Man-in-the-Middle Attack Against SSL 3.0/TLS 1.0
It’s the Browser Exploit Against SSL/TLS Tool, or BEAST:
Using the known text blocks, BEAST can then use information collected to decrypt the target’s AES-encrypted requests, including encrypted cookies, and then hijack the no-longer secure connection. That decryption happens slowly, however; BEAST currently needs sessions of at least a half-hour to break cookies using keys over 1,000 characters long.
The attack, according to Duong, is capable of intercepting sessions with PayPal and other services that still use TLS 1.0which would be most secure sites, since follow-on versions of TLS aren’t yet supported in most browsers or Web server implementations.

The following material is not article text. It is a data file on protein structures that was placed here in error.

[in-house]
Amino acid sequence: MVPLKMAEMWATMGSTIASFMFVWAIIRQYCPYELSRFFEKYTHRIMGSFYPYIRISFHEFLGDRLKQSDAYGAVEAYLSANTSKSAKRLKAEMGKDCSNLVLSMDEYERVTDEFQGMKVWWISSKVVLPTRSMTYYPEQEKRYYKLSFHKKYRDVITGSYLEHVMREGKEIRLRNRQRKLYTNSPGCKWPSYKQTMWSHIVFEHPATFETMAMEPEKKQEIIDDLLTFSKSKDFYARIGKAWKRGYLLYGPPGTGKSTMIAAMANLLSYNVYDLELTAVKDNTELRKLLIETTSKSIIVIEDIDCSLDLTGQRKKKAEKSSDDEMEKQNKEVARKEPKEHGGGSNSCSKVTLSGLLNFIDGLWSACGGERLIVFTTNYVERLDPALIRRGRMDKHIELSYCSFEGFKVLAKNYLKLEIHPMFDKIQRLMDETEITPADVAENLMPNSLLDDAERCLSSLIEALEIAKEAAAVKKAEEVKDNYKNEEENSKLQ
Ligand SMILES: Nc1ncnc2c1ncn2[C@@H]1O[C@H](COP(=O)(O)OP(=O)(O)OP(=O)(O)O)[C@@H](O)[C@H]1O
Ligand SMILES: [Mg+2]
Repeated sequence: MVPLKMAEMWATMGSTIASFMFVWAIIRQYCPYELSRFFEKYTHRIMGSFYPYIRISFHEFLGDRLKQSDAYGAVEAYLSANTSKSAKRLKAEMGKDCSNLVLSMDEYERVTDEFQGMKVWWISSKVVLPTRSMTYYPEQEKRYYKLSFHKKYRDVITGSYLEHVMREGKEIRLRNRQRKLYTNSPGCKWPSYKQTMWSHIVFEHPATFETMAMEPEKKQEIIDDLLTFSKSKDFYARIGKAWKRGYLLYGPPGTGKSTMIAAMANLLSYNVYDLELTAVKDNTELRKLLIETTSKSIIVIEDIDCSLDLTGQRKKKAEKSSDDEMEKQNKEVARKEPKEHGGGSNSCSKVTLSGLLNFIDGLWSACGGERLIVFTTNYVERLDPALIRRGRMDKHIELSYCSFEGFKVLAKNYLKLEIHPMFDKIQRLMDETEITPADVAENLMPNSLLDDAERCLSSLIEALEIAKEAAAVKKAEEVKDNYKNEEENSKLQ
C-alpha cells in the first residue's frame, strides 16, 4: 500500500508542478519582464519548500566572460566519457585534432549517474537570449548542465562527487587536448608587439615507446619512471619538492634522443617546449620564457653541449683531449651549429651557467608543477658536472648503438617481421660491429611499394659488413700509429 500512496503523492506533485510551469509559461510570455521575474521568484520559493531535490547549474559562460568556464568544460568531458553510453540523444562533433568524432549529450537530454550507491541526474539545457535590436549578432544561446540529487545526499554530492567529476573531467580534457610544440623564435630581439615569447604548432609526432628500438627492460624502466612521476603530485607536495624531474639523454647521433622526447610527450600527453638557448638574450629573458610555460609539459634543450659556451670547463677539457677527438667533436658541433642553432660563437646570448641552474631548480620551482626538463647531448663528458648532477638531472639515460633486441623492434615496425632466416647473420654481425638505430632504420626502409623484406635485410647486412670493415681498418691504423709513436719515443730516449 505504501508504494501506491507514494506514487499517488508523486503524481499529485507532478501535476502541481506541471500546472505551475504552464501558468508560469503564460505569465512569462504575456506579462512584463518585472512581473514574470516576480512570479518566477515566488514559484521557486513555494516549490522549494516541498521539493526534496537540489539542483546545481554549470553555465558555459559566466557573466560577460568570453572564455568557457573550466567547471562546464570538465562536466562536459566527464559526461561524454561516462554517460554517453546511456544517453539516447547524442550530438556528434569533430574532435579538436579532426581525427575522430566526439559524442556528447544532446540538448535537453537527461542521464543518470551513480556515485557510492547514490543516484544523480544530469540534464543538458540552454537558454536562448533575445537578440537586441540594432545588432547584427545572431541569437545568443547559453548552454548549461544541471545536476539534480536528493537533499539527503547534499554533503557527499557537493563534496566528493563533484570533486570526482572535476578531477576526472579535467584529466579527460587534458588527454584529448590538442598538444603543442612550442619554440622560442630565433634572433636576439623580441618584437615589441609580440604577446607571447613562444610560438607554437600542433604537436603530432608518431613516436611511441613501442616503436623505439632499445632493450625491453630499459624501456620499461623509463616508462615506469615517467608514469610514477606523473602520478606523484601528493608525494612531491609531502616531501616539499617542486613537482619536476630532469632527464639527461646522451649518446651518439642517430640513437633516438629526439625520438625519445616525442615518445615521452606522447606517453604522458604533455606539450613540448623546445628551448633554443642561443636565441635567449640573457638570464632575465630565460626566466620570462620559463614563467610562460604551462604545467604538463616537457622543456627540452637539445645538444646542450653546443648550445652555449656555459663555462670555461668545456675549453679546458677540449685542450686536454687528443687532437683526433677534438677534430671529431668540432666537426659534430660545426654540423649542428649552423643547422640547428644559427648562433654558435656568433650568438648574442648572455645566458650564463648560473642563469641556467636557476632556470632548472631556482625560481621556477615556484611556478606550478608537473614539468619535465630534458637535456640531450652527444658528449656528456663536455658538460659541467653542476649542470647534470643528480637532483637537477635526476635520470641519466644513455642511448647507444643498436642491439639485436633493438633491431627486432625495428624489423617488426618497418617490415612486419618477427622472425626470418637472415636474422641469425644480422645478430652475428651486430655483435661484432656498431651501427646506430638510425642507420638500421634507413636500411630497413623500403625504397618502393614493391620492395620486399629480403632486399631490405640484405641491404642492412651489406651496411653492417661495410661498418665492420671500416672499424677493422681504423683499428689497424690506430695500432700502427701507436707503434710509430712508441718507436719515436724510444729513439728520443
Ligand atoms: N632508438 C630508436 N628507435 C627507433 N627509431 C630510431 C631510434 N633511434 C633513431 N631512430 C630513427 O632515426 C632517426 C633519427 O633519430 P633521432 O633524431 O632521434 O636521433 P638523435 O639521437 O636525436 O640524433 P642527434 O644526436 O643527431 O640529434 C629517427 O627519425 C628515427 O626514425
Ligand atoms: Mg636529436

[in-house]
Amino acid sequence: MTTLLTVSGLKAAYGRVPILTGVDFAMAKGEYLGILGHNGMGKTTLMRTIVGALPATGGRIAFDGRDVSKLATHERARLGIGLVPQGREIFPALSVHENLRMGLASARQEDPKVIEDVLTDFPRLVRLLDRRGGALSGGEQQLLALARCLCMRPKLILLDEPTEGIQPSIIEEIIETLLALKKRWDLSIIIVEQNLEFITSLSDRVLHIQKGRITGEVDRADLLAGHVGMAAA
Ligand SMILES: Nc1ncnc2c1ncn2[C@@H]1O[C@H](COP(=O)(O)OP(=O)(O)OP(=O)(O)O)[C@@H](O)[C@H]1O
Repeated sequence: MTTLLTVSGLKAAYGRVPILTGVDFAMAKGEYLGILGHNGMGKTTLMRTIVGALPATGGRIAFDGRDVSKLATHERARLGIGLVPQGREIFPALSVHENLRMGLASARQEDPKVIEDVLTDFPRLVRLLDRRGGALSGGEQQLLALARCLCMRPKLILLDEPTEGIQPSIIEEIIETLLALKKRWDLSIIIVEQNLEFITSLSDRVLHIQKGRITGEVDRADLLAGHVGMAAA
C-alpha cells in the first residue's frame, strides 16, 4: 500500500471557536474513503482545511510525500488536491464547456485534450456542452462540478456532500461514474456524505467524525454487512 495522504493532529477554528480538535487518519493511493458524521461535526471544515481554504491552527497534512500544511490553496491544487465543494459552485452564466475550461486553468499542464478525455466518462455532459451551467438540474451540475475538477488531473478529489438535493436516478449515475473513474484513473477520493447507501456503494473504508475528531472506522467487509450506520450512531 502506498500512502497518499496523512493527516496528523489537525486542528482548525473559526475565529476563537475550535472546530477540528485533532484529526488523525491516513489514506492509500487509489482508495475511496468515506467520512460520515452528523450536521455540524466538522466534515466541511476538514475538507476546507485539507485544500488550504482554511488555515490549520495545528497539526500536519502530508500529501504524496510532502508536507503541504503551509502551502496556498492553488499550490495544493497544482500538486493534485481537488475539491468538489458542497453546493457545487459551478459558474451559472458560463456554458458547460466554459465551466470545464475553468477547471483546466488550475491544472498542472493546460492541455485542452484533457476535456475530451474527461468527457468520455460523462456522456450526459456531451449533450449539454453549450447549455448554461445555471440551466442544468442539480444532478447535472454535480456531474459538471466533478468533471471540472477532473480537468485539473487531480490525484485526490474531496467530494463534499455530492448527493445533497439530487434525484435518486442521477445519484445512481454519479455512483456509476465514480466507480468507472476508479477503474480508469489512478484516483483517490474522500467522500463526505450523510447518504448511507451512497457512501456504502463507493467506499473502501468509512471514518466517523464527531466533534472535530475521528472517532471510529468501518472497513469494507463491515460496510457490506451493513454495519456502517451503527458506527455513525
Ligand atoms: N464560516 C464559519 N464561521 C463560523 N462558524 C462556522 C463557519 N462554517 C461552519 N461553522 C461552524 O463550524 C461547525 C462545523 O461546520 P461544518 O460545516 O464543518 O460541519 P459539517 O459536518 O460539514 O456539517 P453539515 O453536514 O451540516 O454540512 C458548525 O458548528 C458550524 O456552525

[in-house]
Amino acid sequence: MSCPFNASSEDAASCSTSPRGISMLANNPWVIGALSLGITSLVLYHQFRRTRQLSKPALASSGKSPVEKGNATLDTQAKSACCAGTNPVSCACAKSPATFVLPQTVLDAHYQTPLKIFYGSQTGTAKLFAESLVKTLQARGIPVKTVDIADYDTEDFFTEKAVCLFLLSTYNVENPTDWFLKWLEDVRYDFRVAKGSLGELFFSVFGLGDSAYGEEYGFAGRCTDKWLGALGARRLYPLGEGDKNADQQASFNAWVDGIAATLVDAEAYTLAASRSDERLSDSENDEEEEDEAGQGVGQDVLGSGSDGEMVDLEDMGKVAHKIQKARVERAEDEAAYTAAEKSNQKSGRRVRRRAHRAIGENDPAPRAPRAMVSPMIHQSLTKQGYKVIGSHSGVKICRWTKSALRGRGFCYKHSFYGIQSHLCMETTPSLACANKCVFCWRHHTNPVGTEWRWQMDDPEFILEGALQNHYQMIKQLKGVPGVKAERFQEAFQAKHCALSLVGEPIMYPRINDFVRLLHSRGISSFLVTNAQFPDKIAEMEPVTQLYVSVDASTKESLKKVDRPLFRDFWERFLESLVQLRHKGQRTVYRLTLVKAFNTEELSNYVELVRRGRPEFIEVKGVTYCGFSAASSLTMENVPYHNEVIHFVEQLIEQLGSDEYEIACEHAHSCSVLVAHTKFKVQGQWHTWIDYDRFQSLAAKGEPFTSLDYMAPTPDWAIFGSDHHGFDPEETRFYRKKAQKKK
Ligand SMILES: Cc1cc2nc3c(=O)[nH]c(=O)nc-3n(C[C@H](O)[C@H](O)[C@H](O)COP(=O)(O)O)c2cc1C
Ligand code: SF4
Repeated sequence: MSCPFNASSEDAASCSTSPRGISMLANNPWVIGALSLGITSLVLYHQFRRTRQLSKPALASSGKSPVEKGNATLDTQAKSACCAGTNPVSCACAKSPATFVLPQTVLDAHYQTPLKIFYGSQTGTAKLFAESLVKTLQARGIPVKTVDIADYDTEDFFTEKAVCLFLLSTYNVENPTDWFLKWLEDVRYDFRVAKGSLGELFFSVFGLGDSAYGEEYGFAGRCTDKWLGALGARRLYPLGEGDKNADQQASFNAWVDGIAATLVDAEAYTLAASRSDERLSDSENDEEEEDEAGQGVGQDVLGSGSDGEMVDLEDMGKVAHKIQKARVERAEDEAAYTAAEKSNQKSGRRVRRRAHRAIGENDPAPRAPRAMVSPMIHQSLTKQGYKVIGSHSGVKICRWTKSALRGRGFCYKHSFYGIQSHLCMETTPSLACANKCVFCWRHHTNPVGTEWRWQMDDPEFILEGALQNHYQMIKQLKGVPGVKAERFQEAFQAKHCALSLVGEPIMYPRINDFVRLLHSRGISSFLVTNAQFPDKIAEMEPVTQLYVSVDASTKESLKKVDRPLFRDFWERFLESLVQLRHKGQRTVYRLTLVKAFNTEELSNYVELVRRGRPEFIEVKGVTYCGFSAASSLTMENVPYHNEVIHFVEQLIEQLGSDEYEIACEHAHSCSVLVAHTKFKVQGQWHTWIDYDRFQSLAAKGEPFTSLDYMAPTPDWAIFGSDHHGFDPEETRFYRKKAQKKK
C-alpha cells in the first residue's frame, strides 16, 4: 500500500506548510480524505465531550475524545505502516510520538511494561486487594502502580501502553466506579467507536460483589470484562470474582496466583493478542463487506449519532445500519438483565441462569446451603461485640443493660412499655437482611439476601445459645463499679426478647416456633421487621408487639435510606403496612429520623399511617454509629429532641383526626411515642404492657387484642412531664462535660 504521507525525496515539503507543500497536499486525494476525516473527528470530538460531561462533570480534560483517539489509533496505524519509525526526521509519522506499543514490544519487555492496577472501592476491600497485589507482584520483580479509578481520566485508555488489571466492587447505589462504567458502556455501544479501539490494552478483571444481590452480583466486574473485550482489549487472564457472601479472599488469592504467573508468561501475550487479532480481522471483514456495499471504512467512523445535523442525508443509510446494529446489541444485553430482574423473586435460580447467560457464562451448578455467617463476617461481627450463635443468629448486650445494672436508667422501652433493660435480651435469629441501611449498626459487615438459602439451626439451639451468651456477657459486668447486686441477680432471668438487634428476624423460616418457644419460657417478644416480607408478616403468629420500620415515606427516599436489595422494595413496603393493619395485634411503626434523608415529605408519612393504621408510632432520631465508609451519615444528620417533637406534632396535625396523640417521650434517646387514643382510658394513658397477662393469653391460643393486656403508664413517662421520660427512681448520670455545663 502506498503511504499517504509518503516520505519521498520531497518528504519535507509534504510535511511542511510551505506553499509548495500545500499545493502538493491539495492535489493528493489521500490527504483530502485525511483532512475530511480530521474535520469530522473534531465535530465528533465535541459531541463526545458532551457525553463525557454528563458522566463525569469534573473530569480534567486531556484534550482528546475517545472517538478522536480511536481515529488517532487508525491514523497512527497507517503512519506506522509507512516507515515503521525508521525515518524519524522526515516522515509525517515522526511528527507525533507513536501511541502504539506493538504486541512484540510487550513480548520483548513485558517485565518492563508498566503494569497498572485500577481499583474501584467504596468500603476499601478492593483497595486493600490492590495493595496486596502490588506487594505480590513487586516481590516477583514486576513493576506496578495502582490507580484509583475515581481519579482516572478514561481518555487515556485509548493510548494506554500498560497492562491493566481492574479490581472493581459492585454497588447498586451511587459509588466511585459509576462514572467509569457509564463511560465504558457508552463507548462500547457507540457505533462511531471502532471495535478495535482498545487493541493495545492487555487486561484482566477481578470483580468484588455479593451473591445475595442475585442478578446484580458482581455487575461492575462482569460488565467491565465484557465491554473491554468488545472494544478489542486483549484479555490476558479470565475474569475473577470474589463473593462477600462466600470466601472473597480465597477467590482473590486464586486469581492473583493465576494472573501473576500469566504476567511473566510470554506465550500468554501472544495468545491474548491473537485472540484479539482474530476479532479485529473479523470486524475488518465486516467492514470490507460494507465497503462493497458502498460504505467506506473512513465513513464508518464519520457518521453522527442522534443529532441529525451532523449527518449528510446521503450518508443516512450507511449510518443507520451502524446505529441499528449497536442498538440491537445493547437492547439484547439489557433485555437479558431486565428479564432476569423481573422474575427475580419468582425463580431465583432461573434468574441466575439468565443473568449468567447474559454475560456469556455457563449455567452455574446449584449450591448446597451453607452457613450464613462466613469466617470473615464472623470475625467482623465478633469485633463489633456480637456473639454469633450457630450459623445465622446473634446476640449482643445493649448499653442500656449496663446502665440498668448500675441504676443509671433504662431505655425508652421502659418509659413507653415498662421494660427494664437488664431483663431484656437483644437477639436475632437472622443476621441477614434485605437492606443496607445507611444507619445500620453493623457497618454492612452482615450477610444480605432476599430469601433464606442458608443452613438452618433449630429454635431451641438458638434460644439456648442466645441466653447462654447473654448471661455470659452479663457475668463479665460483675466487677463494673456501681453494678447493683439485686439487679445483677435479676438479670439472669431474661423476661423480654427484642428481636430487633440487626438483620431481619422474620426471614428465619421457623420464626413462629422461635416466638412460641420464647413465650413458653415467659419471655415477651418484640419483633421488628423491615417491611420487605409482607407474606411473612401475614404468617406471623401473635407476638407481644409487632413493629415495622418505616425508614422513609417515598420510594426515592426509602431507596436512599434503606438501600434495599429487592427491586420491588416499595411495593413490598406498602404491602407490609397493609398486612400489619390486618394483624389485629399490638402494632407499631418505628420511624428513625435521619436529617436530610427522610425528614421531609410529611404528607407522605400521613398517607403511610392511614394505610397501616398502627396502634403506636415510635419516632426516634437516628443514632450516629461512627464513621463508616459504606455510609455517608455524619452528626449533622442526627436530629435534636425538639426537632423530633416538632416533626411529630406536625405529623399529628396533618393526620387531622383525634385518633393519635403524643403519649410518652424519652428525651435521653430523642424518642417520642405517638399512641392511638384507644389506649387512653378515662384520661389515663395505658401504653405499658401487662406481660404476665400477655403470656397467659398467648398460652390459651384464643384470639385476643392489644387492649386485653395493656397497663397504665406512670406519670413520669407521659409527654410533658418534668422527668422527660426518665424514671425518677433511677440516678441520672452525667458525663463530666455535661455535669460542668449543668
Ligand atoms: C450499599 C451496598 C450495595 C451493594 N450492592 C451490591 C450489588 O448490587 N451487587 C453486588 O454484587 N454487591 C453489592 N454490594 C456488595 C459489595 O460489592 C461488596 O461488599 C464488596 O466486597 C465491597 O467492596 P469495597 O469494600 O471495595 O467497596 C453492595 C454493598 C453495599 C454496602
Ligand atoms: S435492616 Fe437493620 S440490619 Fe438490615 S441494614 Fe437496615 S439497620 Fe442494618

While Rizzo and Duong believe BEAST is the first attack against SSL 3.0 that decrypts HTTPS requests, the vulnerability that BEAST exploits is well-known; BT chief security technology officer Bruce Schneier and UC Berkeley’s David Wagner pointed out in a 1999 analysis of SSL 3.0 that “SSL will provide a lot of known plain-text to the eavesdropper, but there seems to be no better alternative.” And TLS’s vulnerability to man-in-the middle attacks was made public in 2009. The IETF’s TLS Working Group published a fix for the problem, but the fix is unsupported by SSL.
EDITED TO ADD: Good analysis.